By committing to 2024 onwards the Government is giving itself time to ramp up the ability of private industry to be able to deliver dwellings, allowing for an expanded supply of building materials (currently reduced due to supply bottlenecks caused by world-wide COVID disruptions) and sufficient skilled labour. The support for 480,000 new fee-free TAFE apprenticeships, while not specifically targeted at the building and construction industries, will lead to an increase in the skilled housing and construction workforce in the near future.
The October 2022 Budget should be seen in the context that it is an updated, interim Budget prepared by a new, incoming Government in a time of changed economic circumstance from the previous Budget (released 29 March 2022).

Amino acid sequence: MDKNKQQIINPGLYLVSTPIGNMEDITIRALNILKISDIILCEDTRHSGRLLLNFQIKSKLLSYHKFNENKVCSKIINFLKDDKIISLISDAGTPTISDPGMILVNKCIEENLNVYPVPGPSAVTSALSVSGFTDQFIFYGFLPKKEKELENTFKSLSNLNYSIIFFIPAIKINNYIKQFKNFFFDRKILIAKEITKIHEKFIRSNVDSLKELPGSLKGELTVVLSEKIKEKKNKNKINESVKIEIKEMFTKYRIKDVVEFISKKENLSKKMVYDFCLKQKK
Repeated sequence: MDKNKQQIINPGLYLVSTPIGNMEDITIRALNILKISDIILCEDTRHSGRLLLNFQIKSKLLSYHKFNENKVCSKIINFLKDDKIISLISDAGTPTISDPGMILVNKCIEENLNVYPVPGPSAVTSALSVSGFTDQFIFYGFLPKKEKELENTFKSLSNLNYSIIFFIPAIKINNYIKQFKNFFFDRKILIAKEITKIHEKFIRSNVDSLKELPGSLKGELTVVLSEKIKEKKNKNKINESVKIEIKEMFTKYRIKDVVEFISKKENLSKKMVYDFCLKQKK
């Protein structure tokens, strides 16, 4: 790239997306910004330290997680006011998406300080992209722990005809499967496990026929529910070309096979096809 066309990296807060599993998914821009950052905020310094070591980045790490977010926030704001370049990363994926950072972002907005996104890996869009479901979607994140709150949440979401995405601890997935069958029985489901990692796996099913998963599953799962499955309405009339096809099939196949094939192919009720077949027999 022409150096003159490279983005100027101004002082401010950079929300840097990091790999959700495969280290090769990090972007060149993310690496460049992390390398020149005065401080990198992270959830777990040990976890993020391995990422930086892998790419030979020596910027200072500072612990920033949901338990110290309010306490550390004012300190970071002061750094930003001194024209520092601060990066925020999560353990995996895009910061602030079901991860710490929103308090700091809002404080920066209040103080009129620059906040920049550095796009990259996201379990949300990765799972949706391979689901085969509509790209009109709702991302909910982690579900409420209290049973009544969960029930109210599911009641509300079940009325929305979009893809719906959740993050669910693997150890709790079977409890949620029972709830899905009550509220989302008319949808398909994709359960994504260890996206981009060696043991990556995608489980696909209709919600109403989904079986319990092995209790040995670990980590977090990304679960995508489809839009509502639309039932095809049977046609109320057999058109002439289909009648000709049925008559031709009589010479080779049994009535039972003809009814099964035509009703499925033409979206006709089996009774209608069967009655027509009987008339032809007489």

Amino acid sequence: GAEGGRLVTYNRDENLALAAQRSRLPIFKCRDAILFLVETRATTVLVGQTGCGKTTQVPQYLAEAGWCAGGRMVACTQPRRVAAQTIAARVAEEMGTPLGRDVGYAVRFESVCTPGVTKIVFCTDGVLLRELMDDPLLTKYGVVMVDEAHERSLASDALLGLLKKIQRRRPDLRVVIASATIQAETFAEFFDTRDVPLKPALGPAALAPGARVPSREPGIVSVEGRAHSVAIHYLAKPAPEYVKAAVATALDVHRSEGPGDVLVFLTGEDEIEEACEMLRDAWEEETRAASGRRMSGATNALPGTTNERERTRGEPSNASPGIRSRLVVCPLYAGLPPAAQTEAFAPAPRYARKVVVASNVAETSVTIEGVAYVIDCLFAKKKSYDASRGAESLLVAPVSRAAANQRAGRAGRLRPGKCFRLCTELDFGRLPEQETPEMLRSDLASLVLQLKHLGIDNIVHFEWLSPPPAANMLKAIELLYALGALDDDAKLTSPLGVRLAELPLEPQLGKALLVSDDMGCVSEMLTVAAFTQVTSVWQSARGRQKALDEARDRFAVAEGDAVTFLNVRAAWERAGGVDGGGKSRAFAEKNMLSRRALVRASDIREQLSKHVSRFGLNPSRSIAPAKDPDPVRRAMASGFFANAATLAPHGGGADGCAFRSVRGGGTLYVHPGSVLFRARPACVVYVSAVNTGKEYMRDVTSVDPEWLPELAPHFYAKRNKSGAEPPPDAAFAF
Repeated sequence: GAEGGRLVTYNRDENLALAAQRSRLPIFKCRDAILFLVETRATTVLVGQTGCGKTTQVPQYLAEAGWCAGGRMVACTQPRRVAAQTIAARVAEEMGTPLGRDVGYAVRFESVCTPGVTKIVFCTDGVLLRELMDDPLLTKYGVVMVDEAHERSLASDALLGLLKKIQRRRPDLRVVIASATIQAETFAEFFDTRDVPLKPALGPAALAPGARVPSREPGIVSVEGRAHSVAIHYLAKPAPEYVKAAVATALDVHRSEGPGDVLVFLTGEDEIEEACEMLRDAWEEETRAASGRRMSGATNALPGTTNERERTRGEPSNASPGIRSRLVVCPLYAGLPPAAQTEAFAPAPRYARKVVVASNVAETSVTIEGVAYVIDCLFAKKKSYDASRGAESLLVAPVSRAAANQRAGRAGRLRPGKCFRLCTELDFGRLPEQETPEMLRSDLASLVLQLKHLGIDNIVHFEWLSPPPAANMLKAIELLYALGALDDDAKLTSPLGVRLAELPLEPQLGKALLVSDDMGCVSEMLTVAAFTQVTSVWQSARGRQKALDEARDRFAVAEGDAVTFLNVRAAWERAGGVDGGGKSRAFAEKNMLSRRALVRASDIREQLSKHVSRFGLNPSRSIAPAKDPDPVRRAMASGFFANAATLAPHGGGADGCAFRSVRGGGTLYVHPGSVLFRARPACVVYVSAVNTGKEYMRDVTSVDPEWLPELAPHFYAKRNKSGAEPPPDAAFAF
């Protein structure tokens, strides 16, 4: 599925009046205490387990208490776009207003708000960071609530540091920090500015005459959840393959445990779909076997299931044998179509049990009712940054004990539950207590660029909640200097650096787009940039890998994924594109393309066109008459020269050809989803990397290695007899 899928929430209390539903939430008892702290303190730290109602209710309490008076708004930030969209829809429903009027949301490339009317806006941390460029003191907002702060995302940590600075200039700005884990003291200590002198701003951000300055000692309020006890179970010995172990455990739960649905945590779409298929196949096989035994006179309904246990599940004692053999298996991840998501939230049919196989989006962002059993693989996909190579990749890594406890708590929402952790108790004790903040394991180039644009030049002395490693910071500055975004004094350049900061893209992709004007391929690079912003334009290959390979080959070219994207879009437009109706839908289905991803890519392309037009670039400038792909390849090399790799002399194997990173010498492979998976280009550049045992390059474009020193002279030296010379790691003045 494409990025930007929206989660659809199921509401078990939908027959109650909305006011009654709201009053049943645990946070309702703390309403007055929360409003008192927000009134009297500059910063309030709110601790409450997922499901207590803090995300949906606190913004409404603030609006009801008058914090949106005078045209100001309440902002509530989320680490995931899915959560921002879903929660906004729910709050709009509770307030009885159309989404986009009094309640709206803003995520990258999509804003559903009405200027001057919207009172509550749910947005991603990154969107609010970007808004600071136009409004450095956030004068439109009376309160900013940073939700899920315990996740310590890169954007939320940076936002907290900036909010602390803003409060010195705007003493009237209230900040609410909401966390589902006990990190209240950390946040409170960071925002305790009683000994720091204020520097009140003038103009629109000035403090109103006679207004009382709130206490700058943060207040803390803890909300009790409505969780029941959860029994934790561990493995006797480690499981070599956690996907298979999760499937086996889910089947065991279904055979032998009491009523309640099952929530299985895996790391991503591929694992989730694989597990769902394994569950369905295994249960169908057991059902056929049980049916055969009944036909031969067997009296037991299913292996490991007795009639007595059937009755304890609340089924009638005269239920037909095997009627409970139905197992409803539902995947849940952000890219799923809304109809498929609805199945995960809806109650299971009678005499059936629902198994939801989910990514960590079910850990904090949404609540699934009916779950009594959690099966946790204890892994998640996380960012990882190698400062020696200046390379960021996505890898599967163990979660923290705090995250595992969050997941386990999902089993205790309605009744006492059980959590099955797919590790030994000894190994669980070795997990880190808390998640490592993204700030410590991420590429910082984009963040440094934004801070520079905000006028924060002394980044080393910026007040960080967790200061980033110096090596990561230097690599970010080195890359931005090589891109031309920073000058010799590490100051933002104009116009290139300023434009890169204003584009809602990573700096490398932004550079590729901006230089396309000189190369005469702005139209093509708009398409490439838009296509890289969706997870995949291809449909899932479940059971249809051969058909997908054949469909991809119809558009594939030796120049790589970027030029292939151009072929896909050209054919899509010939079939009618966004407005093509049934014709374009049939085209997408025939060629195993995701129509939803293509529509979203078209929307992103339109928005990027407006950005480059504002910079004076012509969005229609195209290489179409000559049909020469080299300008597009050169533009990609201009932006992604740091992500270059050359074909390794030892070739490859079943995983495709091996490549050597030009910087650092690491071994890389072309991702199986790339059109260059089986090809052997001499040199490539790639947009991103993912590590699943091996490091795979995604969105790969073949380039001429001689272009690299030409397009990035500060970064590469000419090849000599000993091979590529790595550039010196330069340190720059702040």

As the proposed guiding National Housing and Homelessness Plan has not been formulated yet and its longer-term policy strategies not fully developed, in a sense we should consider that this Budget provides an ongoing framework—a statement of intent and ambition—for Commonwealth Government involvement in the development of housing supply into the future.
With the newly formed National Housing Supply and Affordability Council expected to meet early in 2023, it is anticipated this entity will provide the foundational knowledge to determine how best to improve housing options for Australians, and in particular for Australians on lower incomes or in regional areas who are not being served by the private rental sector or the private development market.